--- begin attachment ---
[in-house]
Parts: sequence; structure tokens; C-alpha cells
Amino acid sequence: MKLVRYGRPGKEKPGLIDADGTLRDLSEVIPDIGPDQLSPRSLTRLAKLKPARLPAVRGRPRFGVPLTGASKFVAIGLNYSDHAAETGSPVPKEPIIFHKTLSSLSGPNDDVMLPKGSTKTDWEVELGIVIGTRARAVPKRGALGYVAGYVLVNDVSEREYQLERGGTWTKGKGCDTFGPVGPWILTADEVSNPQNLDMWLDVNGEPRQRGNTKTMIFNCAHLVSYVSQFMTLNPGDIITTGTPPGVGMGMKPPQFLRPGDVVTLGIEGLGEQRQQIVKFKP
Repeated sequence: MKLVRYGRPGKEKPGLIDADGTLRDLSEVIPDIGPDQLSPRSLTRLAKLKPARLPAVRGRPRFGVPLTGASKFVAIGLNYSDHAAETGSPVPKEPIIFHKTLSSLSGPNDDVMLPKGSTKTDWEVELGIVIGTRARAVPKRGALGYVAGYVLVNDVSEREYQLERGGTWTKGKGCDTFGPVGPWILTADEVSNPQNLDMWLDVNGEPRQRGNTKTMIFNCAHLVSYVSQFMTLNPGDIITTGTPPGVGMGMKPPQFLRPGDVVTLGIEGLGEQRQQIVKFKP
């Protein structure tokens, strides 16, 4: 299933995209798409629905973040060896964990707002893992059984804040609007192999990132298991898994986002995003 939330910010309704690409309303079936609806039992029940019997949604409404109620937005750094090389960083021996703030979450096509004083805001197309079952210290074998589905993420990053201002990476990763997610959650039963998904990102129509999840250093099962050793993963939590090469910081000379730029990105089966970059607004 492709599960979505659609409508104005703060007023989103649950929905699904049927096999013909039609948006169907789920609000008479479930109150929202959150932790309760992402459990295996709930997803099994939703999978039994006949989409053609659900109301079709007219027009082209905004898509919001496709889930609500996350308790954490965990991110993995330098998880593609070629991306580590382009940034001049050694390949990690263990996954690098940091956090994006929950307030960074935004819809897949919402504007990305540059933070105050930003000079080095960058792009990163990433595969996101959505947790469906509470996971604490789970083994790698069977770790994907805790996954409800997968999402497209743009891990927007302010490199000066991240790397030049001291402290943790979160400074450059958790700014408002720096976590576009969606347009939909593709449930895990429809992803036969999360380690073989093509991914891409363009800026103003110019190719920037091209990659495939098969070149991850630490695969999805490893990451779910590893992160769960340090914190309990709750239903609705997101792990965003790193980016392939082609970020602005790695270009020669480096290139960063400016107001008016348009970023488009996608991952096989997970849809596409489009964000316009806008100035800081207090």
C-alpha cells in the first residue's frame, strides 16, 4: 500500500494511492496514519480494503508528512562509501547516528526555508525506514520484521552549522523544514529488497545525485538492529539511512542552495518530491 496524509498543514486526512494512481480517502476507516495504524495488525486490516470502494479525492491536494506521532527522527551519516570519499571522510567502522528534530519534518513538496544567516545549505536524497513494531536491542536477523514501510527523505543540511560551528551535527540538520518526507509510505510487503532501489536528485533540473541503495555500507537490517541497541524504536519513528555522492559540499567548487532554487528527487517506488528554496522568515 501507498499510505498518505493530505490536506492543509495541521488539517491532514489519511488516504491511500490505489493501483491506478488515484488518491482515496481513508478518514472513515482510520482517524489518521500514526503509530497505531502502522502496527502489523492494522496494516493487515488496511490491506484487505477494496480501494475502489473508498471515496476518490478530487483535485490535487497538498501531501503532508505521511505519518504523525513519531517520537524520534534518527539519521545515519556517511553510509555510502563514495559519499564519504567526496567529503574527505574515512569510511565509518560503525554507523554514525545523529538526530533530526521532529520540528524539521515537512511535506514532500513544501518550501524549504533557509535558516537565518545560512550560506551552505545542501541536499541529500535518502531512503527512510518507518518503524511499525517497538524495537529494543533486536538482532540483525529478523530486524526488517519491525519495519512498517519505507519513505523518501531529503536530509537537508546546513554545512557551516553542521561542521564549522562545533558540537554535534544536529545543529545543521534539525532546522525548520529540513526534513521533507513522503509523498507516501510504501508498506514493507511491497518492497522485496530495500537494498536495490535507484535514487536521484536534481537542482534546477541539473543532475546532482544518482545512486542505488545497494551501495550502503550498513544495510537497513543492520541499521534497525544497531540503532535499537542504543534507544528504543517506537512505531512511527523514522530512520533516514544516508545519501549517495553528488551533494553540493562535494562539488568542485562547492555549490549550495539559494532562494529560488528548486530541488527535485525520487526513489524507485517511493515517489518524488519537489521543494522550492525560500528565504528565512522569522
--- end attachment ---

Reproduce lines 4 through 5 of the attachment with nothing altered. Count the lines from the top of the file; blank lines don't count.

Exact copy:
Repeated sequence: MKLVRYGRPGKEKPGLIDADGTLRDLSEVIPDIGPDQLSPRSLTRLAKLKPARLPAVRGRPRFGVPLTGASKFVAIGLNYSDHAAETGSPVPKEPIIFHKTLSSLSGPNDDVMLPKGSTKTDWEVELGIVIGTRARAVPKRGALGYVAGYVLVNDVSEREYQLERGGTWTKGKGCDTFGPVGPWILTADEVSNPQNLDMWLDVNGEPRQRGNTKTMIFNCAHLVSYVSQFMTLNPGDIITTGTPPGVGMGMKPPQFLRPGDVVTLGIEGLGEQRQQIVKFKP
């Protein structure tokens, strides 16, 4: 299933995209798409629905973040060896964990707002893992059984804040609007192999990132298991898994986002995003 939330910010309704690409309303079936609806039992029940019997949604409404109620937005750094090389960083021996703030979450096509004083805001197309079952210290074998589905993420990053201002990476990763997610959650039963998904990102129509999840250093099962050793993963939590090469910081000379730029990105089966970059607004 492709599960979505659609409508104005703060007023989103649950929905699904049927096999013909039609948006169907789920609000008479479930109150929202959150932790309760992402459990295996709930997803099994939703999978039994006949989409053609659900109301079709007219027009082209905004898509919001496709889930609500996350308790954490965990991110993995330098998880593609070629991306580590382009940034001049050694390949990690263990996954690098940091956090994006929950307030960074935004819809897949919402504007990305540059933070105050930003000079080095960058792009990163990433595969996101959505947790469906509470996971604490789970083994790698069977770790994907805790996954409800997968999402497209743009891990927007302010490199000066991240790397030049001291402290943790979160400074450059958790700014408002720096976590576009969606347009939909593709449930895990429809992803036969999360380690073989093509991914891409363009800026103003110019190719920037091209990659495939098969070149991850630490695969999805490893990451779910590893992160769960340090914190309990709750239903609705997101792990965003790193980016392939082609970020602005790695270009020669480096290139960063400016107001008016348009970023488009996608991952096989997970849809596409489009964000316009806008100035800081207090």